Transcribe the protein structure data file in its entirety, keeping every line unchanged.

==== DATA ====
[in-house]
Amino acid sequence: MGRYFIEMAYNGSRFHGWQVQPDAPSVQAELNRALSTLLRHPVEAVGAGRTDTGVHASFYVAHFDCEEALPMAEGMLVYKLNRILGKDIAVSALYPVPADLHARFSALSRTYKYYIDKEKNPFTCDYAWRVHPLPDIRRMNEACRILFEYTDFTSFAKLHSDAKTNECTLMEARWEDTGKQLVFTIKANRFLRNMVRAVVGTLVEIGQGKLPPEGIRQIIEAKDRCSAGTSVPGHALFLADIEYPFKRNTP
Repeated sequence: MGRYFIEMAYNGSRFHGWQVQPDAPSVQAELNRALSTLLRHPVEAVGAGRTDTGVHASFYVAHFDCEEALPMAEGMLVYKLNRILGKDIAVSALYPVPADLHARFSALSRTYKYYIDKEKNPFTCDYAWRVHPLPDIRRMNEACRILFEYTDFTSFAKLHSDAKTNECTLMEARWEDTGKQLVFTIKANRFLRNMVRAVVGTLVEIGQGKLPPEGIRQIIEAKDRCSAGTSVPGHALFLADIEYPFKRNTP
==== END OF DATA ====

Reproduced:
[in-house]
Amino acid sequence: MGRYFIEMAYNGSRFHGWQVQPDAPSVQAELNRALSTLLRHPVEAVGAGRTDTGVHASFYVAHFDCEEALPMAEGMLVYKLNRILGKDIAVSALYPVPADLHARFSALSRTYKYYIDKEKNPFTCDYAWRVHPLPDIRRMNEACRILFEYTDFTSFAKLHSDAKTNECTLMEARWEDTGKQLVFTIKANRFLRNMVRAVVGTLVEIGQGKLPPEGIRQIIEAKDRCSAGTSVPGHALFLADIEYPFKRNTP
Repeated sequence: MGRYFIEMAYNGSRFHGWQVQPDAPSVQAELNRALSTLLRHPVEAVGAGRTDTGVHASFYVAHFDCEEALPMAEGMLVYKLNRILGKDIAVSALYPVPADLHARFSALSRTYKYYIDKEKNPFTCDYAWRVHPLPDIRRMNEACRILFEYTDFTSFAKLHSDAKTNECTLMEARWEDTGKQLVFTIKANRFLRNMVRAVVGTLVEIGQGKLPPEGIRQIIEAKDRCSAGTSVPGHALFLADIEYPFKRNTP